LITERATURE:

 

 SEQ CHAPTER \h \r 1Bailey, Derek: "The composer - in practice" (1), Improvisation. Its Nature and practice in Music, S. 70-74, Dorchester (The Brit. Libr. Nat. Sound Arch.) 1992.

  Interview with the musician Anthony Pay about his experience with the orchestral piece Ylem in Stockhausens' instruction. This touches also upon principal aspects of improvising from the musicians' point of view

 

Bailey, Derek: "The composer ‑ in question", Improvisation. Its Nature and practice in Music, S. 79‑781, Dorchester (The Brit. Libr. Nat. Sound Arch.) 1992.PRIVATE

  Contains comments from Hugh Davies to Intensity (From the Seven Days). These statements are dialectically being opposed to statements by Evan Parker about dealing with composition at all instead of freely improvising.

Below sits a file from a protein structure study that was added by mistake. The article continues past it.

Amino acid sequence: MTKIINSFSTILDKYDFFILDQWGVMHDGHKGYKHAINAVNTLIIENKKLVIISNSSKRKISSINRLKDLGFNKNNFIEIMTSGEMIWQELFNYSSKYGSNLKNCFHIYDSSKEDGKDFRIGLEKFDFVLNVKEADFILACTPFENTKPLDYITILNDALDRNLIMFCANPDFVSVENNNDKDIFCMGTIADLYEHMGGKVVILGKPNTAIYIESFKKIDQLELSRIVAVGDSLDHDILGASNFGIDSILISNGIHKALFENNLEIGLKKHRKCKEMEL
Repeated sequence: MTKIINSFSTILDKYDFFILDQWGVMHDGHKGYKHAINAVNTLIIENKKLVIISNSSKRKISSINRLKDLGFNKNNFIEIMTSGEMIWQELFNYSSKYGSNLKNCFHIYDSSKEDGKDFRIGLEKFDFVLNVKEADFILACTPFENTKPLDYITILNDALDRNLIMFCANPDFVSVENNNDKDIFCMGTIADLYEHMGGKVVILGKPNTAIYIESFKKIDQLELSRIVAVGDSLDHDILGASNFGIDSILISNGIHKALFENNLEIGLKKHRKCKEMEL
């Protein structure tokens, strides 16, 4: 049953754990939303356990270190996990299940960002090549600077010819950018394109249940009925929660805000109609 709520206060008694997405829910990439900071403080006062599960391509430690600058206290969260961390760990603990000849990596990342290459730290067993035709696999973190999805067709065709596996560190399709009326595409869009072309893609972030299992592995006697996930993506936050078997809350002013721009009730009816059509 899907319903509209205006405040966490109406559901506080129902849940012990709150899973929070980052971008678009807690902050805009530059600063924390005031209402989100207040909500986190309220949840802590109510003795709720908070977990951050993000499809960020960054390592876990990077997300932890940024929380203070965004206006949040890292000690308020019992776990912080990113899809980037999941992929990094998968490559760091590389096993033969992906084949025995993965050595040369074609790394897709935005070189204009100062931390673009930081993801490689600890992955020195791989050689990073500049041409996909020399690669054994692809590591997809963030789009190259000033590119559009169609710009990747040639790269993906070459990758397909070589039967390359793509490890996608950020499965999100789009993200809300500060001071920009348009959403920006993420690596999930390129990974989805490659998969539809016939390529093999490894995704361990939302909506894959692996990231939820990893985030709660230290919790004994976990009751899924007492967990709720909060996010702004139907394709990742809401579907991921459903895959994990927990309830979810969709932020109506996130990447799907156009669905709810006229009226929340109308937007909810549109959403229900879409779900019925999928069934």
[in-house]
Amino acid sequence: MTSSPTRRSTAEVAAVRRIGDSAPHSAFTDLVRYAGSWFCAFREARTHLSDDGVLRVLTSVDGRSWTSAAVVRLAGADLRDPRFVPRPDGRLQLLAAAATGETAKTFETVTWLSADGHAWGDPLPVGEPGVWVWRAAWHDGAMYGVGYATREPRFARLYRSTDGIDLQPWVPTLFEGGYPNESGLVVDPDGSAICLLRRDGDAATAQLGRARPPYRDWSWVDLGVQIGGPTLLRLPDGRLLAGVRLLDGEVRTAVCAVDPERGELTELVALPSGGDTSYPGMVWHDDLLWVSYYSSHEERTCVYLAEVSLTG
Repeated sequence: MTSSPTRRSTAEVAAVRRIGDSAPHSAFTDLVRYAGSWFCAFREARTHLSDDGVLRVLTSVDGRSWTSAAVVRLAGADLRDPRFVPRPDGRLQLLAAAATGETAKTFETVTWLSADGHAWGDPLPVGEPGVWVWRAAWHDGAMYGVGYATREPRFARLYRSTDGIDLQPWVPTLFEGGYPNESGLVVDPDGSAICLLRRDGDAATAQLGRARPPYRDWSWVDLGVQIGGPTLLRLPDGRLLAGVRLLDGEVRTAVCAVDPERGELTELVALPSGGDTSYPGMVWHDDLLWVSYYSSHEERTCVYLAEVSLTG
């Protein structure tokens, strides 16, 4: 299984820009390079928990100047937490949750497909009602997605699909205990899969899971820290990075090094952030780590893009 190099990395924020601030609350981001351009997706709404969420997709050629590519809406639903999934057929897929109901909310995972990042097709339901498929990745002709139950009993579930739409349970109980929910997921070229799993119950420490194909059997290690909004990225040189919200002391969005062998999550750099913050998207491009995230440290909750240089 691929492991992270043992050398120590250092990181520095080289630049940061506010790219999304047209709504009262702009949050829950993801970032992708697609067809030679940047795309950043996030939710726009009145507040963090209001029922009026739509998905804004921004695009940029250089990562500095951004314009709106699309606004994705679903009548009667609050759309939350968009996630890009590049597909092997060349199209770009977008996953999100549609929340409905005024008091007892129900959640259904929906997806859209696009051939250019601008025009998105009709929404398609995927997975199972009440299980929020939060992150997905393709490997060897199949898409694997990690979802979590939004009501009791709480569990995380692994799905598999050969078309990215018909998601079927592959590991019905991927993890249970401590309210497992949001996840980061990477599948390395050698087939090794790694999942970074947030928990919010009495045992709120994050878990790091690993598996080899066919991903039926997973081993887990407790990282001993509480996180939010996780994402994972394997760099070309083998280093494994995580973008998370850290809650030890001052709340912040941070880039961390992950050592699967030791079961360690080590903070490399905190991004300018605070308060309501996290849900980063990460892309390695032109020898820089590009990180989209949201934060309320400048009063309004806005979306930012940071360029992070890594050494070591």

Blumröder, Christoph von: Die Grundlegung der Musik Karlheinz Stockhausens, Stuttgart (Franz Steiner Verlag) 1993.

  The serial procedures in some of the pieces from Aus den Sieben Tagen are contemplated p. 167f

 

Bojé, Harald: "Aus den sieben Tagen. Textinterpretationen", Feedback Papers 16, August,  1978.

  Twelve of the pieces from Aus den Sieben Tagen (From the Seven Days) are scrutinized with a view to the practical interpretation. Bojé was a member of the Stockhausen Group which toured 1968_70 with intuitive music.

 

Brindle, Reginald Smith: The New Music: The Avant‑garde since 1945 (1975), Oxford (Oxford University Press) 1986 (sec.ed).